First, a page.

Like Water for Chocolate by Laura Esquivel: A review

This (mostly) delightful little book had languished in my reading queue for quite a while. Time to move it on up and tick that box.

This was the writer's debut novel, first published in 1989, and it has enjoyed continuing popularity over the years.

The story takes place at the turn of the 20th century in Mexico. Rebellion and revolution are abroad in the land. Pancho Villa and his army of followers have captured the imagination of many, while the government's army pushes back against them.

The Garza family with its three daughters, Rosaura, Gertrudis, and Tita, live quietly on their ancestral lands outside a small village near the border with the U.S. The daughters pursue their own paths in life, but as we and they learn Tita's path has been preordained for her. The family tradition is that the youngest daughter is not allowed to marry and that she must devote herself to caring for her parents in their old age. In this case, there is only one parent, Mama Elena, since the father had died years before. Mama Elena is the family dictator, a formidable force to be reckoned with.

Inevitably, Tita falls in love with a young man named Pedro and he asks for her hand in marriage. He is informed that Tita cannot marry because of her destiny as caretaker of her mother. He is instead offered the sister Rosaura as a wife. In the end, Pedro agrees to that marriage because he believes it will at least allow him to be close to his beloved.

Tita is a gifted cook, and, learning that she will not be able to marry, she immerses herself in the art of cooking. Cooking eases her emotional pain.

The book is divided into twelve chapters, one for each month of the year, but the months occur over a period of some twenty years. The passage of time is not always evident at first - only on a deeper reading of the chapter. Each chapter begins with one of Tita's unique recipes and her discussion of how to prepare it. My daughter told me when she read this book she was seized throughout with the urge to cook.

In the fullness of time, running water and electricity arrive in the area. Children are born and grow. People move on or die. Tita's mood changes affect the food she prepares, sometimes to the detriment of those who consume it. She continues to suffer emotionally and eventually has a kind of breakdown. Then, she meets a wonderful man, a widowed doctor, who wants to marry her. But her heart still belongs to Pedro, who by this time has proved himself to be something of a jerk, in my opinion.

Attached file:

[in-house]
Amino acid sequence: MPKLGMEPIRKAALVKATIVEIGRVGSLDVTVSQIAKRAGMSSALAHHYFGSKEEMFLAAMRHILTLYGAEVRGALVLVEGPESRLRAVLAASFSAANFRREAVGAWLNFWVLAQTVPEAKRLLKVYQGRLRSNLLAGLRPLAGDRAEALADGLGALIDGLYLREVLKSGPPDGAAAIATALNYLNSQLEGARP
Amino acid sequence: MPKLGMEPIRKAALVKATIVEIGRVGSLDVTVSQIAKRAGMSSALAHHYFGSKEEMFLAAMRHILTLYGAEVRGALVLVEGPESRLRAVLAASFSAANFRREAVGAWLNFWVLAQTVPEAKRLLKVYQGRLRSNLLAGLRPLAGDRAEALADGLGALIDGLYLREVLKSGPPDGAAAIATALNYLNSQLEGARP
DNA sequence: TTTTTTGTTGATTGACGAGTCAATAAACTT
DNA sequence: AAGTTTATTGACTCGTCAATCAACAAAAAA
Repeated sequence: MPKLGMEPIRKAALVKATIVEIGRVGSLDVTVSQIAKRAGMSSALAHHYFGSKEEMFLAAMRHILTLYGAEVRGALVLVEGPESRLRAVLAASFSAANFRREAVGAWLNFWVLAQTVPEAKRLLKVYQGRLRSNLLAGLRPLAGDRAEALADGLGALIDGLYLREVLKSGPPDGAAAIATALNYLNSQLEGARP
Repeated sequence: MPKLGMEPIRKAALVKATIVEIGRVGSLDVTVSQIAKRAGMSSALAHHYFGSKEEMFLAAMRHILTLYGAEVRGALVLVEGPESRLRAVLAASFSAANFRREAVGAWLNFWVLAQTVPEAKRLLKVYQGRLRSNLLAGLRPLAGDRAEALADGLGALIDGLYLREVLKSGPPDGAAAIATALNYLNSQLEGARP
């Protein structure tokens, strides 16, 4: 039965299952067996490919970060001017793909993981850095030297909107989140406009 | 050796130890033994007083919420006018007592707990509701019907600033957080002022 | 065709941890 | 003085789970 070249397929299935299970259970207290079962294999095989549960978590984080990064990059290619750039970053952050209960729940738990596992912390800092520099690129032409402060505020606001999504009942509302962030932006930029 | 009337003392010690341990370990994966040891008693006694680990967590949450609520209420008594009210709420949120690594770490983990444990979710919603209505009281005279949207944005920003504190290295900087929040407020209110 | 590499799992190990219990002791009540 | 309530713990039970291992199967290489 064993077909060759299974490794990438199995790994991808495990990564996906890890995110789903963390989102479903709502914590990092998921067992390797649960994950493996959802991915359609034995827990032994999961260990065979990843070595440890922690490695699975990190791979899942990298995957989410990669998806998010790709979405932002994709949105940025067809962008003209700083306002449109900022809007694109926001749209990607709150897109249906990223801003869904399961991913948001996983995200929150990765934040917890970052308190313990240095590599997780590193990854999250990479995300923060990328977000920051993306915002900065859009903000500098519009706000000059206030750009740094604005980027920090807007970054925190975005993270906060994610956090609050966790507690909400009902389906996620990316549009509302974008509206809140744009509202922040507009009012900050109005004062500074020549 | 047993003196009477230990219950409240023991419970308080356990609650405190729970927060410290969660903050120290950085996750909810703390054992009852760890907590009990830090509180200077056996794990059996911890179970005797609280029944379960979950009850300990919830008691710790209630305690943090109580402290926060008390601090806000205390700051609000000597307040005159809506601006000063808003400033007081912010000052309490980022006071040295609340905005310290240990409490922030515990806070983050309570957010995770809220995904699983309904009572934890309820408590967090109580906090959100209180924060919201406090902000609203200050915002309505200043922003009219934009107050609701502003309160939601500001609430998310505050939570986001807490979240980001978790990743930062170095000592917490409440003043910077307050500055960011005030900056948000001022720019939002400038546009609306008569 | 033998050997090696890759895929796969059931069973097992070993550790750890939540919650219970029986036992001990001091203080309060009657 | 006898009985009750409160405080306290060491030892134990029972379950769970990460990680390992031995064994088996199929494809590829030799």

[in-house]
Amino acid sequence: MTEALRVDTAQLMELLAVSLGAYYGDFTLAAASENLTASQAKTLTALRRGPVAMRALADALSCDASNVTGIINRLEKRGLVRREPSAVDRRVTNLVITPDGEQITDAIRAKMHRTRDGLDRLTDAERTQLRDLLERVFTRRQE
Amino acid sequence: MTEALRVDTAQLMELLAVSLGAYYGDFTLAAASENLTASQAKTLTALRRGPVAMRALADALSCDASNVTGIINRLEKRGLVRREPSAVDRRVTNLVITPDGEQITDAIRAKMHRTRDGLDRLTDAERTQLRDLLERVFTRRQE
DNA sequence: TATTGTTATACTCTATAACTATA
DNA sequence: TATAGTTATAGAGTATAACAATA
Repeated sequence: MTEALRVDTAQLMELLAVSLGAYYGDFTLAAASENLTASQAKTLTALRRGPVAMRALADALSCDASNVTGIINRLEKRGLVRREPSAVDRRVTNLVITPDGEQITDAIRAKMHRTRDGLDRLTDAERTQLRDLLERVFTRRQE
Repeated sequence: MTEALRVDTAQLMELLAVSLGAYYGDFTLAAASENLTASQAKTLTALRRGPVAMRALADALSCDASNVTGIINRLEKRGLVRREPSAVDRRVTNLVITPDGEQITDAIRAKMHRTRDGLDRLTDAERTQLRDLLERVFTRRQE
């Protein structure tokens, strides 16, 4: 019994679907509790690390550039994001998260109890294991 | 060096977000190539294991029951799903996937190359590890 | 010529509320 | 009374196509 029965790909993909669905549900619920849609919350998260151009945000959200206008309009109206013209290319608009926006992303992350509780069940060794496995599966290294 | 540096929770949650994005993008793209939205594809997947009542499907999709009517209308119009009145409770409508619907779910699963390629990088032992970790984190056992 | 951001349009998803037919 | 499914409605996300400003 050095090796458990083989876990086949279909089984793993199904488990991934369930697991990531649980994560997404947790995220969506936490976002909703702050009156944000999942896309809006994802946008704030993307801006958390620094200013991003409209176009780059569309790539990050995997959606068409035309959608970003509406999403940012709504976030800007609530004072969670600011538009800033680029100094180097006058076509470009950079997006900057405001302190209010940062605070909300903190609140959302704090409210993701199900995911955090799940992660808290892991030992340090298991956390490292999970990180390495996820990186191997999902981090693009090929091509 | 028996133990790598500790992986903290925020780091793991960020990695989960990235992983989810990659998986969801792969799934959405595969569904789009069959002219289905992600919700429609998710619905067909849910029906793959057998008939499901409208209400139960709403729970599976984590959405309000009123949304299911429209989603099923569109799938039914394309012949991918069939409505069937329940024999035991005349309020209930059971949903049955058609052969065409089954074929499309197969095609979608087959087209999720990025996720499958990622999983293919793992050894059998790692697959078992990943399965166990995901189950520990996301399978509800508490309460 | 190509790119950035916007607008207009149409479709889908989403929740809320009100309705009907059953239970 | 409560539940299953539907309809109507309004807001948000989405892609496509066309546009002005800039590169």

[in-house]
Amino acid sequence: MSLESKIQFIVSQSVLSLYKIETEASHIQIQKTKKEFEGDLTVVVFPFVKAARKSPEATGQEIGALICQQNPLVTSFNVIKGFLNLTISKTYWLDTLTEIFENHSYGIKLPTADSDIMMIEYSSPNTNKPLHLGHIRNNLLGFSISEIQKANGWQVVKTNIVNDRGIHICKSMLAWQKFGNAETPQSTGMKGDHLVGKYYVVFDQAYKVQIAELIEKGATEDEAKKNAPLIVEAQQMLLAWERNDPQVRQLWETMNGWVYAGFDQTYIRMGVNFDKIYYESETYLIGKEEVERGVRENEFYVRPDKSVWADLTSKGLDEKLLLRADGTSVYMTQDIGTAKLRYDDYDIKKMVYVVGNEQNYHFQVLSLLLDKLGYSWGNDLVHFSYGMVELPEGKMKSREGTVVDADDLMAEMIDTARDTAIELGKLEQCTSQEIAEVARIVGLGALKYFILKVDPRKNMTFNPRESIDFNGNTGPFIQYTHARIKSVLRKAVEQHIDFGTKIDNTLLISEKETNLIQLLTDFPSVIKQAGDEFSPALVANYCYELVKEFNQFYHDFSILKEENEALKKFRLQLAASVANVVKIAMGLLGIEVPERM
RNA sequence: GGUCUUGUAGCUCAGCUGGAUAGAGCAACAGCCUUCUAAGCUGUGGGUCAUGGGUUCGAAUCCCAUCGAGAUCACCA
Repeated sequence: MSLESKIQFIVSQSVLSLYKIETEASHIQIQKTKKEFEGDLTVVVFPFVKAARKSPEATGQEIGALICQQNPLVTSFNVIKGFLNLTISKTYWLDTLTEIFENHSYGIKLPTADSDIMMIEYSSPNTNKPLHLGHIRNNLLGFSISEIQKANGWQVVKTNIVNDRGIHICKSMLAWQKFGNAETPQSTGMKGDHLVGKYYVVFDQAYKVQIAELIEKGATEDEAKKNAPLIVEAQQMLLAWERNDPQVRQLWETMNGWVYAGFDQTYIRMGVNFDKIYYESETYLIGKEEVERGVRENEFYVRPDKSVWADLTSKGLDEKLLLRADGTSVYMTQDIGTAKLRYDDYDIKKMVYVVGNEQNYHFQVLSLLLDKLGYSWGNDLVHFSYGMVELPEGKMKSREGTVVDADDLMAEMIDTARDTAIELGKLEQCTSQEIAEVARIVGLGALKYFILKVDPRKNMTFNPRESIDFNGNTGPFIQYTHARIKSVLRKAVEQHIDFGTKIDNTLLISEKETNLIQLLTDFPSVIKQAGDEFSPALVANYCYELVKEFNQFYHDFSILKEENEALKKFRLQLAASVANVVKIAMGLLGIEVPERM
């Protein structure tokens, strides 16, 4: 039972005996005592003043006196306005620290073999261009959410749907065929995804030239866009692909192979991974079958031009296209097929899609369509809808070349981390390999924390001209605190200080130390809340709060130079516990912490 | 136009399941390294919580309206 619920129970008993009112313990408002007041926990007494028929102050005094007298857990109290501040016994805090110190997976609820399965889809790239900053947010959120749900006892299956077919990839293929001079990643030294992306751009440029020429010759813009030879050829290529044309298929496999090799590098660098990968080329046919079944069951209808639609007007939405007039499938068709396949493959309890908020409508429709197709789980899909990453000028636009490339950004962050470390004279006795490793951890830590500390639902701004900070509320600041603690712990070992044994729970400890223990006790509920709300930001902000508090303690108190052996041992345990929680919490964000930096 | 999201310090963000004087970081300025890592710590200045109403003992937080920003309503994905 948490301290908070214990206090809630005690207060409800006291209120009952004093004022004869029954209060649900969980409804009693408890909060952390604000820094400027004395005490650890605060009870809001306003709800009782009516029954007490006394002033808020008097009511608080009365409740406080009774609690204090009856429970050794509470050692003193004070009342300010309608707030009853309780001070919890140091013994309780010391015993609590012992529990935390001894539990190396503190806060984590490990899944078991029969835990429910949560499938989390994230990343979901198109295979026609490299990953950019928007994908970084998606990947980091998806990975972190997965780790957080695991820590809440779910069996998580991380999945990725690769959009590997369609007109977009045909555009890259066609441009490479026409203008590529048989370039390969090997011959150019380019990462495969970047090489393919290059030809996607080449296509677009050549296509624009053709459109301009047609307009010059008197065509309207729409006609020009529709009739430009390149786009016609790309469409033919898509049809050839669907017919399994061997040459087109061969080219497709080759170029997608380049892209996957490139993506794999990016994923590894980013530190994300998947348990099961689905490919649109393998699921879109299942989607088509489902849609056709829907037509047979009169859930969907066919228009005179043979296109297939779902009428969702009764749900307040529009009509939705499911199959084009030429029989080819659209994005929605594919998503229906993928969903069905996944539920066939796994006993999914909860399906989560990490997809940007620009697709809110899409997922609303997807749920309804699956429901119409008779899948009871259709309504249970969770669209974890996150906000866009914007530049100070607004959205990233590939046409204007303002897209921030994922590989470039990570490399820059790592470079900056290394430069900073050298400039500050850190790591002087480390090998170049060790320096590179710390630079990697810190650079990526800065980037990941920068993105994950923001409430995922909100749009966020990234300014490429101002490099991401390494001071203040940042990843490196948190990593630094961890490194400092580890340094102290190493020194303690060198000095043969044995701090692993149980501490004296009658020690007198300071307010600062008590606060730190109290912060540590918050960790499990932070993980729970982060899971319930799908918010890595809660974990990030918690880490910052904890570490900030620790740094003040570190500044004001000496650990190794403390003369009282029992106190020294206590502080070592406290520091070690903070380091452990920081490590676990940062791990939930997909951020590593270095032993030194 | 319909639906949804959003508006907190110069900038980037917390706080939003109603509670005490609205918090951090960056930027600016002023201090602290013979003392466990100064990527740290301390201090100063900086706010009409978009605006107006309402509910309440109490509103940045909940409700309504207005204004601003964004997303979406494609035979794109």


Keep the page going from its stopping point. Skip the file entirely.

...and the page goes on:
Esquivel's employment of magical realism in the telling of this story adds to the charm and the interest of what could otherwise have been a rather ordinary romance novel. She mixes the ingredients of her novel as a cook would mix the ingredients in a recipe and the result is a tasty dish.

My rating: 4 of 5 stars    


  1. I started this novel a few years ago and got fed up with the longing of Tita and Pedro. That triangle was too out there for my taste. ;-) I may read it entirely one day just to tick that box, but not any time soon.

    1. I agree that the "love triangle" was especially annoying. I had some sympathy for the sisters who had to deal with that domineering mother and for Tita as the sort of "forgotten" sister. And I liked the relationship between Tita and the family servant who was her true mother and who gave her her love of cooking. But if none of that appeals to you, don't waste your time with it. There are too many books that you would probably enjoy more.

  2. This is one of those books I always thought I had read but realized recently I never had! Well, it is on my 1989 list and sounds like a good one for a light romantic read. I could use some inspiration in my cooking lately-:)

    1. Light romance probably sums it up pretty well. It's the food angle - Tita's love of it and her love of preparing it - that makes it different.


Post a Comment

Popular posts from this blog

Poetry Sunday: Don't Hesitate by Mary Oliver

Overboard by Sara Paretsky: A review

Open Season (Joe Pickett #1) by C.J. Box - A review